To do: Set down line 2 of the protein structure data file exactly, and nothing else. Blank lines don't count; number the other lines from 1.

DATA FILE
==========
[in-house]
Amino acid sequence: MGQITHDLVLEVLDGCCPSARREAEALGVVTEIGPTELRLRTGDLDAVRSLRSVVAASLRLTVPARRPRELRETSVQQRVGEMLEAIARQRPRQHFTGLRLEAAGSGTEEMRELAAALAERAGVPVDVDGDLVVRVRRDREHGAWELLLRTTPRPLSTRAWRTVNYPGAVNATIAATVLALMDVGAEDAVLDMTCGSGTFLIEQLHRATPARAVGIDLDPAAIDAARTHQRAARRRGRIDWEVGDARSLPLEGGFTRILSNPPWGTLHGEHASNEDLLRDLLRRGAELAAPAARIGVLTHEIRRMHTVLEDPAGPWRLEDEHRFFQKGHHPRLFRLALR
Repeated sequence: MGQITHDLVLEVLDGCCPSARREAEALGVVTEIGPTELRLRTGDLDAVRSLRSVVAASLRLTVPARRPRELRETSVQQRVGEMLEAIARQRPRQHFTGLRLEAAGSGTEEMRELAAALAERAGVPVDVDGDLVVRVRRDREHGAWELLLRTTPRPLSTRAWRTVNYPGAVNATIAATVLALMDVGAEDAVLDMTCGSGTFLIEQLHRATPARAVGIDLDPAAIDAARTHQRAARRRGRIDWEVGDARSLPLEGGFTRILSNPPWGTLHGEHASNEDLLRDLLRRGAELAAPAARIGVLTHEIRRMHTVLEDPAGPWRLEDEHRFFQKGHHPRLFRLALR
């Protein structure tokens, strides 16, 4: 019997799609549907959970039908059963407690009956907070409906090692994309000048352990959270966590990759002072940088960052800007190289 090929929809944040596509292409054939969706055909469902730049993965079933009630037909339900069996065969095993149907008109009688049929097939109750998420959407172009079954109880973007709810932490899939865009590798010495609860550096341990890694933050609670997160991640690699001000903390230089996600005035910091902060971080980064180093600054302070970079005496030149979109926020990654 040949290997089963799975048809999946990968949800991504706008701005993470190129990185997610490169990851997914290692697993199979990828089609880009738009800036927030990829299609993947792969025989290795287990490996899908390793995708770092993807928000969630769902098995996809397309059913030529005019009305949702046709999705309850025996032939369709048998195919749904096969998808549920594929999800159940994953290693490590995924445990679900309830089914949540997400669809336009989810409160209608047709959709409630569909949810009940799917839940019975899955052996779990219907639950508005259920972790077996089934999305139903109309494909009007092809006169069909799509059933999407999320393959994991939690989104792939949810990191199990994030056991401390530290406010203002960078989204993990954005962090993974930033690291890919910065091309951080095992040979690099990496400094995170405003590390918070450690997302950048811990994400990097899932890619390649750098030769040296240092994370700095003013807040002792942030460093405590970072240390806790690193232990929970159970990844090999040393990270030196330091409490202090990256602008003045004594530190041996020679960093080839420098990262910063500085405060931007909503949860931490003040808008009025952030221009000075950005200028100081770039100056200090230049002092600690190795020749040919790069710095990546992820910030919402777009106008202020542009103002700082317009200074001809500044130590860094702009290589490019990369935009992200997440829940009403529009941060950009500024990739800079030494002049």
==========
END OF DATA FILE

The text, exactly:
Amino acid sequence: MGQITHDLVLEVLDGCCPSARREAEALGVVTEIGPTELRLRTGDLDAVRSLRSVVAASLRLTVPARRPRELRETSVQQRVGEMLEAIARQRPRQHFTGLRLEAAGSGTEEMRELAAALAERAGVPVDVDGDLVVRVRRDREHGAWELLLRTTPRPLSTRAWRTVNYPGAVNATIAATVLALMDVGAEDAVLDMTCGSGTFLIEQLHRATPARAVGIDLDPAAIDAARTHQRAARRRGRIDWEVGDARSLPLEGGFTRILSNPPWGTLHGEHASNEDLLRDLLRRGAELAAPAARIGVLTHEIRRMHTVLEDPAGPWRLEDEHRFFQKGHHPRLFRLALR